The Little Girl Who Did The Unexpected
At the time of Ackerman’s diagnoses, Hannah was a student in her kindergarten class and as she explained, telling her students about the cancer was the hardest part of all. Hannah, who is now in first grade, did the unexpected after finding out about her teacher’s illness.
This is Hannah and Abigail’s story.
“I always knew Hannah was special because she was always more mature than a typical kindergartner and had different interests than most five year olds. Hannah loved to talk with me about nature, animals, and how things work. She loved to walk with me at recess and share stories about her life taking care of her baby chicks or telling me that her tadpoles were growing into frogs. She was always very kind to her friends and loved to be a helper at school. Her mother once shared that she would come home from school each day and play ‘Mrs. Wilson’ complete with an outfit that matched what I wore that day.”
“When I was diagnosed with cancer, I received a lovely card from Hannah’s mother with $32 in it. I didn’t know why it was $32 at the time. I thought it was an interesting amount but appreciated the generosity. Then, for Valentine’s Day, I received another beautiful card, this time with more detail. I read that Hannah had collected this money because she wanted to help me. She had been selling eggs from her chickens because at one time, Hannah’s huge heart had urged her to sell eggs when her mother had been ill. Hannah’s willingness to give to others didn’t stop there. Along with the card from her mother, was a large manila envelope. Inside, were four beautiful blonde locks of hair that Hannah had wanted to donate to me. Her mother shared that Hannah had heard at school that to donate hair she would need ten inches. She came home and asked her mother if she had ten inches to give because my hair color matched hers and she wanted me to have a wig that matched. This envelope came at a time when I needed it most. It had been my first week of pain, infections, and a trip to the emergency room. However, Hannah’s generosity and courage left me feeling overwhelmed with kindness and love. She really helped turn my week around and without knowing it, inspired many others to donate their hair as well.”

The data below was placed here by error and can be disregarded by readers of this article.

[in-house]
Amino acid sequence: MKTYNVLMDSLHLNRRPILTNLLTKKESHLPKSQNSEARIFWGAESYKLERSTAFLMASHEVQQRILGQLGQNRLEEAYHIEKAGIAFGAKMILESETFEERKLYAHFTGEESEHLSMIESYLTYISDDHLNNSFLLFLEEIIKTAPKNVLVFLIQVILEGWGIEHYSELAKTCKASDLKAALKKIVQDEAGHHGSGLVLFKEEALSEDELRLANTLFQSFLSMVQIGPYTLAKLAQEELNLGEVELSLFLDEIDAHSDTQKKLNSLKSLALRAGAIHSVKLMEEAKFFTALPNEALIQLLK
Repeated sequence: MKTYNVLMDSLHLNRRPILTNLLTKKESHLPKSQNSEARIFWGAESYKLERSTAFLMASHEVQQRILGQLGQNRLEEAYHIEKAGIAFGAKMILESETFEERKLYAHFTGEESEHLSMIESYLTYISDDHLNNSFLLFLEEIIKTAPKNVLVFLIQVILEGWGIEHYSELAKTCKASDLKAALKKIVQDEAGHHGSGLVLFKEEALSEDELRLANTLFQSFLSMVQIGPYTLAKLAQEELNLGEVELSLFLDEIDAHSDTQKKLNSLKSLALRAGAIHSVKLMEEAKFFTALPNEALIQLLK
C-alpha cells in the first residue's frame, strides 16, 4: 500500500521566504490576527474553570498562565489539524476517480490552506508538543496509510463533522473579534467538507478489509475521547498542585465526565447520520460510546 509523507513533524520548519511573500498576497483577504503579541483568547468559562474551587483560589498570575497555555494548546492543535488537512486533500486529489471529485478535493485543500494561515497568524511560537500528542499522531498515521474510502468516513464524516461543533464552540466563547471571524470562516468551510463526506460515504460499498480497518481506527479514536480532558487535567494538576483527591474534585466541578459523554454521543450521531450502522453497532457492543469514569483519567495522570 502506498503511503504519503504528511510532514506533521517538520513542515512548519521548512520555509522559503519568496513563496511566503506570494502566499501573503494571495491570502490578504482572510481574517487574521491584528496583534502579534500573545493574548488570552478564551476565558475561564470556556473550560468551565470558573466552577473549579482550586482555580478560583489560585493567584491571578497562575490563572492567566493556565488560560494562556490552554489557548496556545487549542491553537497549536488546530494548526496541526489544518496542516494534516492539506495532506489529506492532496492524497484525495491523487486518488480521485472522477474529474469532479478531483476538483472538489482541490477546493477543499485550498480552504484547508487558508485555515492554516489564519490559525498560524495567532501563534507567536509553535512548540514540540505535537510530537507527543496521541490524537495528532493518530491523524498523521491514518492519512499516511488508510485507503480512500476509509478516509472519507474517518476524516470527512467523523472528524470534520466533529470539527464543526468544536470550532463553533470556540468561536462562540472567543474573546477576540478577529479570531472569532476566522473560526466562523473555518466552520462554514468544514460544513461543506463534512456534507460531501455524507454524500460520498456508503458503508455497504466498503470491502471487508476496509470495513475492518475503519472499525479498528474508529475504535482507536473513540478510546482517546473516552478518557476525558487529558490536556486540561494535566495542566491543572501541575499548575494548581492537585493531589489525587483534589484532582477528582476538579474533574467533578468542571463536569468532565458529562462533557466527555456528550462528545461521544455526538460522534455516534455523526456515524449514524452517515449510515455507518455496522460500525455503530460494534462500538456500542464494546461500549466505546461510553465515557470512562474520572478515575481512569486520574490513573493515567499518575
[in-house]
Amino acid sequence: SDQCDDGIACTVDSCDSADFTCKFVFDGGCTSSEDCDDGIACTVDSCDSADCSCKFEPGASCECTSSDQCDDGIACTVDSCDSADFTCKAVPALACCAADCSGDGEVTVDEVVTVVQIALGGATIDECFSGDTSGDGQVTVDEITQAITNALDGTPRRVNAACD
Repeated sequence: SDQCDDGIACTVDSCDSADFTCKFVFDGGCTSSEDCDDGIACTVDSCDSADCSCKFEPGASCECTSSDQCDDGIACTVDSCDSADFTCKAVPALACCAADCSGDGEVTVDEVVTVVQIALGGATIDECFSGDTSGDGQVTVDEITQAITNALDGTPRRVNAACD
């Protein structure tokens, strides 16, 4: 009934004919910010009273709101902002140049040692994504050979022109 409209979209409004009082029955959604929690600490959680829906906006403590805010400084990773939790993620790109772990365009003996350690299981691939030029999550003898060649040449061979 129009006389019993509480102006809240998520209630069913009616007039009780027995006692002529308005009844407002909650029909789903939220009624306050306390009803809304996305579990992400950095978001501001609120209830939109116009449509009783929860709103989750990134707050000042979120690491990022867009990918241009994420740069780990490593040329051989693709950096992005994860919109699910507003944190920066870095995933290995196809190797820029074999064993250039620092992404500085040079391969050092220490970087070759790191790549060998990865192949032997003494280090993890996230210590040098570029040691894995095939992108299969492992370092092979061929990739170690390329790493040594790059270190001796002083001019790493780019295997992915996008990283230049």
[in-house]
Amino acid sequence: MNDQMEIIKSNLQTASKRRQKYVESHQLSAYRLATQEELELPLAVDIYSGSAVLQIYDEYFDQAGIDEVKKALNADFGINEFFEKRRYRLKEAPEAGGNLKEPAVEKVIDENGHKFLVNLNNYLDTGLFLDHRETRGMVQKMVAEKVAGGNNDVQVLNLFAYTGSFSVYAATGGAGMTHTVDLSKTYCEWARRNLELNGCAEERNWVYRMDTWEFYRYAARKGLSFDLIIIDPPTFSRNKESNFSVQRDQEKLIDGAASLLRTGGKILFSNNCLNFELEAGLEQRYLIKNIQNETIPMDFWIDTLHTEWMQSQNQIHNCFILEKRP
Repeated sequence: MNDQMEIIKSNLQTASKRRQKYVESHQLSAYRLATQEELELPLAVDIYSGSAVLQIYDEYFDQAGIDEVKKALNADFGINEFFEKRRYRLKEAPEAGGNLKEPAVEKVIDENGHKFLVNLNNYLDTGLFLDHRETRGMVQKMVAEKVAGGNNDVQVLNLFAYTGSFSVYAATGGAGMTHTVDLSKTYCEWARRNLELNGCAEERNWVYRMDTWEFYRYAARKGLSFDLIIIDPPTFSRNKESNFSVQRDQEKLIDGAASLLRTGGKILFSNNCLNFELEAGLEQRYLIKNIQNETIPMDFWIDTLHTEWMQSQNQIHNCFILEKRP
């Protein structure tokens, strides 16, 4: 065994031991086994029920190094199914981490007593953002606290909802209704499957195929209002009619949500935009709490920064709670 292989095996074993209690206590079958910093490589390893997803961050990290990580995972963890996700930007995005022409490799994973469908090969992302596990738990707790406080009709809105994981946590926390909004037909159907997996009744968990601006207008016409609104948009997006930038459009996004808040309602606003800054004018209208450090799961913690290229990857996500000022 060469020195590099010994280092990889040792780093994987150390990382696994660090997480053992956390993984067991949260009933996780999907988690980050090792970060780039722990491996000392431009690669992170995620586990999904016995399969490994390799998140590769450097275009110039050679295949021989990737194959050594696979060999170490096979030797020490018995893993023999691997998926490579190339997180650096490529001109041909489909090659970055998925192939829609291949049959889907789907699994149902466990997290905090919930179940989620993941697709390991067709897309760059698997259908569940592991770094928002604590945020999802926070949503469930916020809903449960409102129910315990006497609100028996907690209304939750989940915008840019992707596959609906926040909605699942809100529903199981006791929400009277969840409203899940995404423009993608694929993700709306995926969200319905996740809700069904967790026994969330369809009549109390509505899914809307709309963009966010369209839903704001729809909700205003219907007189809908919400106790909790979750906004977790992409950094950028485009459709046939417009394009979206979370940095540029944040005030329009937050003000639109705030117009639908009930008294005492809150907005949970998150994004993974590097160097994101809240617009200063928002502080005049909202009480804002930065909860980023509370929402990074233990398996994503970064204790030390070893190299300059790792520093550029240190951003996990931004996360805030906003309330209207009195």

A New Beginning: Remission
As we explained above, we heard about and became inspired by Ackerman’s story through our Incredible Kids contest. After reaching out, we became aware of the amazing news that Ackerman was officially in remission.
“Hearing the news that I was in remission was very exciting. I celebrated by going to dinner with my husband and parents that day. My parents also held a large party with my family at one of our favorite restaurants. I have many upcoming trips and events planned with family, friends, staff members, and even parents of students at my school. My most exciting trip of all, is a family trip to Disney World in August when I have more energy.”
While celebrating the amazing news, Ackerman took the time to reflect and answer one last question for us: “Did you ever feel like giving up?”
“When I was first diagnosed, it was very upsetting because when I first had my biopsies, they thought that I had a different type of cancer. They thought it was a very rare type of cancer and that didn’t have a promising survival rate. However, after another biopsy and trips to several doctors, I had a new diagnosis and I decided to receive my treatment at Memorial Sloan Kettering. There were a few rough times during my treatment, but my family, friends, and members of Hamilton School were always so uplifting when I was feeling down. I never felt like giving up because I knew I had a lot of things left in my life that I still didn’t achieve yet… One of them being to finally move into the house that has been waiting for me since November 22. ”
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**Editors note: Ackerman is currently residing in New Jersey and teaching in Pennsylvania.